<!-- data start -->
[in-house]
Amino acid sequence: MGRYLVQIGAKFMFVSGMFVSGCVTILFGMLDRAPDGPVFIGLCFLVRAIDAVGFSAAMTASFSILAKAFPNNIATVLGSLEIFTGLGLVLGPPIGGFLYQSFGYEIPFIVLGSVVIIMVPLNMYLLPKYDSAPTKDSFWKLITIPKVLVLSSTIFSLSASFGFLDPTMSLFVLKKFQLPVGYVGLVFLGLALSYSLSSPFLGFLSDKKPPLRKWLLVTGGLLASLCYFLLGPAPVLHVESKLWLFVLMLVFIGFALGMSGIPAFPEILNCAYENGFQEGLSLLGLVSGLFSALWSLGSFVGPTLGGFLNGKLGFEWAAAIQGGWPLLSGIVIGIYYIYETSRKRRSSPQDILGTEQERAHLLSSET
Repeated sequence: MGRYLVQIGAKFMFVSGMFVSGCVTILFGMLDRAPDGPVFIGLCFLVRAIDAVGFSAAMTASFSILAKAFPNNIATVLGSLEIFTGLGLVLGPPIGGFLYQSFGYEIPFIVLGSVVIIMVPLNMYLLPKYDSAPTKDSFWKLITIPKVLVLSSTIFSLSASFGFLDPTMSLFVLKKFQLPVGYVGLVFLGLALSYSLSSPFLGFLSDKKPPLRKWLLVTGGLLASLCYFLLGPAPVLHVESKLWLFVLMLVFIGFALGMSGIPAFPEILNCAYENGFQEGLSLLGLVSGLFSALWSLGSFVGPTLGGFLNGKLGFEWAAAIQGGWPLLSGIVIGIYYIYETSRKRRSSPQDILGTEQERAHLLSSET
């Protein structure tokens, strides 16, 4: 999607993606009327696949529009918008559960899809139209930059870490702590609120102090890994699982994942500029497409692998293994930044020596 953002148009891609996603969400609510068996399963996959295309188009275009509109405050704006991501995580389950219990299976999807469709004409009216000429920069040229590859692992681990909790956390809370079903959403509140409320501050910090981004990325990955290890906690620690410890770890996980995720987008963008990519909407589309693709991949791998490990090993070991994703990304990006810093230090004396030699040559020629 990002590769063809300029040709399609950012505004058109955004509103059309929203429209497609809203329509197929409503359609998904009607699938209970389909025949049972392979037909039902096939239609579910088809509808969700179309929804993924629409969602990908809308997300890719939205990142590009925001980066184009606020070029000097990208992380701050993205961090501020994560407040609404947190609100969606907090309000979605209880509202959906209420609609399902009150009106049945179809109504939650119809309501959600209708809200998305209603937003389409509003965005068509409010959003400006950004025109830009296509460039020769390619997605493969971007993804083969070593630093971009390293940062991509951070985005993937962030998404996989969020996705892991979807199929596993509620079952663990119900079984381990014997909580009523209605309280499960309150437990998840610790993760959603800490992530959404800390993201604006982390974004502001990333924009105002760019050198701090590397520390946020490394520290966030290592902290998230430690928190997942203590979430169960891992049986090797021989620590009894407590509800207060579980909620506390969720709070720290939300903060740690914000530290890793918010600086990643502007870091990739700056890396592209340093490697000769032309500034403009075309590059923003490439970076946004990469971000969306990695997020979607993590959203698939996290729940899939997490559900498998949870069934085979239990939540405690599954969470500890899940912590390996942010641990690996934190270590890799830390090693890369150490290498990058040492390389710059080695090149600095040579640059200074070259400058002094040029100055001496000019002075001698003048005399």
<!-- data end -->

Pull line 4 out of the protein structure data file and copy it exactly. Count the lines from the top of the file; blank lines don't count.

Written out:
């Protein structure tokens, strides 16, 4: 999607993606009327696949529009918008559960899809139209930059870490702590609120102090890994699982994942500029497409692998293994930044020596 953002148009891609996603969400609510068996399963996959295309188009275009509109405050704006991501995580389950219990299976999807469709004409009216000429920069040229590859692992681990909790956390809370079903959403509140409320501050910090981004990325990955290890906690620690410890770890996980995720987008963008990519909407589309693709991949791998490990090993070991994703990304990006810093230090004396030699040559020629 990002590769063809300029040709399609950012505004058109955004509103059309929203429209497609809203329509197929409503359609998904009607699938209970389909025949049972392979037909039902096939239609579910088809509808969700179309929804993924629409969602990908809308997300890719939205990142590009925001980066184009606020070029000097990208992380701050993205961090501020994560407040609404947190609100969606907090309000979605209880509202959906209420609609399902009150009106049945179809109504939650119809309501959600209708809200998305209603937003389409509003965005068509409010959003400006950004025109830009296509460039020769390619997605493969971007993804083969070593630093971009390293940062991509951070985005993937962030998404996989969020996705892991979807199929596993509620079952663990119900079984381990014997909580009523209605309280499960309150437990998840610790993760959603800490992530959404800390993201604006982390974004502001990333924009105002760019050198701090590397520390946020490394520290966030290592902290998230430690928190997942203590979430169960891992049986090797021989620590009894407590509800207060579980909620506390969720709070720290939300903060740690914000530290890793918010600086990643502007870091990739700056890396592209340093490697000769032309500034403009075309590059923003490439970076946004990469971000969306990695997020979607993590959203698939996290729940899939997490559900498998949870069934085979239990939540405690599954969470500890899940912590390996942010641990690996934190270590890799830390090693890369150490290498990058040492390389710059080695090149600095040579640059200074070259400058002094040029100055001496000019002075001698003048005399």